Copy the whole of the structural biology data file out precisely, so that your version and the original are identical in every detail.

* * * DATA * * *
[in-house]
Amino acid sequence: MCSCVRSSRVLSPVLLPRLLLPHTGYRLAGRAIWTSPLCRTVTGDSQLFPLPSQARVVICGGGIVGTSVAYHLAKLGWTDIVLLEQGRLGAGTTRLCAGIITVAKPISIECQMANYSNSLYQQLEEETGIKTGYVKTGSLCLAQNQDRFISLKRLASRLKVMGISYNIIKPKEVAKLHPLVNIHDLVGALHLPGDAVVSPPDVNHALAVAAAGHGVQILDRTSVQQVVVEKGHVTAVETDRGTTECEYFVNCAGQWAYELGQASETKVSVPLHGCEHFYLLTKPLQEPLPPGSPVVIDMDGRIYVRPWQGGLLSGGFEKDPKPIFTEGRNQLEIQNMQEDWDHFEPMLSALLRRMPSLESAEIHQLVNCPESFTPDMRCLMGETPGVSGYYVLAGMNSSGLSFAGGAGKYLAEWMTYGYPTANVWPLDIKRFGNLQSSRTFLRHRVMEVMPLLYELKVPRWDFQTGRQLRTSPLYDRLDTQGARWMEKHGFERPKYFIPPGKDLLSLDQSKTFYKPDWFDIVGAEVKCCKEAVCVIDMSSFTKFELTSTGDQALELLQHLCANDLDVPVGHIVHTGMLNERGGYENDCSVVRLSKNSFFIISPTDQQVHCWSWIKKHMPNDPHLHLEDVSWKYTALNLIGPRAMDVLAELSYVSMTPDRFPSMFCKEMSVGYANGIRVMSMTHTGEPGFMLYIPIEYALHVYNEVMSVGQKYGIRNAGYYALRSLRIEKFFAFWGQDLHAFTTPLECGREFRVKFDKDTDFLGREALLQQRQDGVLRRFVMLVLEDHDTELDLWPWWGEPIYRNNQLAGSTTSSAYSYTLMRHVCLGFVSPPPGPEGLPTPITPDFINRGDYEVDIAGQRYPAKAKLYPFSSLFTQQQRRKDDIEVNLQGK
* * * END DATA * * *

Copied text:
[in-house]
Amino acid sequence: MCSCVRSSRVLSPVLLPRLLLPHTGYRLAGRAIWTSPLCRTVTGDSQLFPLPSQARVVICGGGIVGTSVAYHLAKLGWTDIVLLEQGRLGAGTTRLCAGIITVAKPISIECQMANYSNSLYQQLEEETGIKTGYVKTGSLCLAQNQDRFISLKRLASRLKVMGISYNIIKPKEVAKLHPLVNIHDLVGALHLPGDAVVSPPDVNHALAVAAAGHGVQILDRTSVQQVVVEKGHVTAVETDRGTTECEYFVNCAGQWAYELGQASETKVSVPLHGCEHFYLLTKPLQEPLPPGSPVVIDMDGRIYVRPWQGGLLSGGFEKDPKPIFTEGRNQLEIQNMQEDWDHFEPMLSALLRRMPSLESAEIHQLVNCPESFTPDMRCLMGETPGVSGYYVLAGMNSSGLSFAGGAGKYLAEWMTYGYPTANVWPLDIKRFGNLQSSRTFLRHRVMEVMPLLYELKVPRWDFQTGRQLRTSPLYDRLDTQGARWMEKHGFERPKYFIPPGKDLLSLDQSKTFYKPDWFDIVGAEVKCCKEAVCVIDMSSFTKFELTSTGDQALELLQHLCANDLDVPVGHIVHTGMLNERGGYENDCSVVRLSKNSFFIISPTDQQVHCWSWIKKHMPNDPHLHLEDVSWKYTALNLIGPRAMDVLAELSYVSMTPDRFPSMFCKEMSVGYANGIRVMSMTHTGEPGFMLYIPIEYALHVYNEVMSVGQKYGIRNAGYYALRSLRIEKFFAFWGQDLHAFTTPLECGREFRVKFDKDTDFLGREALLQQRQDGVLRRFVMLVLEDHDTELDLWPWWGEPIYRNNQLAGSTTSSAYSYTLMRHVCLGFVSPPPGPEGLPTPITPDFINRGDYEVDIAGQRYPAKAKLYPFSSLFTQQQRRKDDIEVNLQGK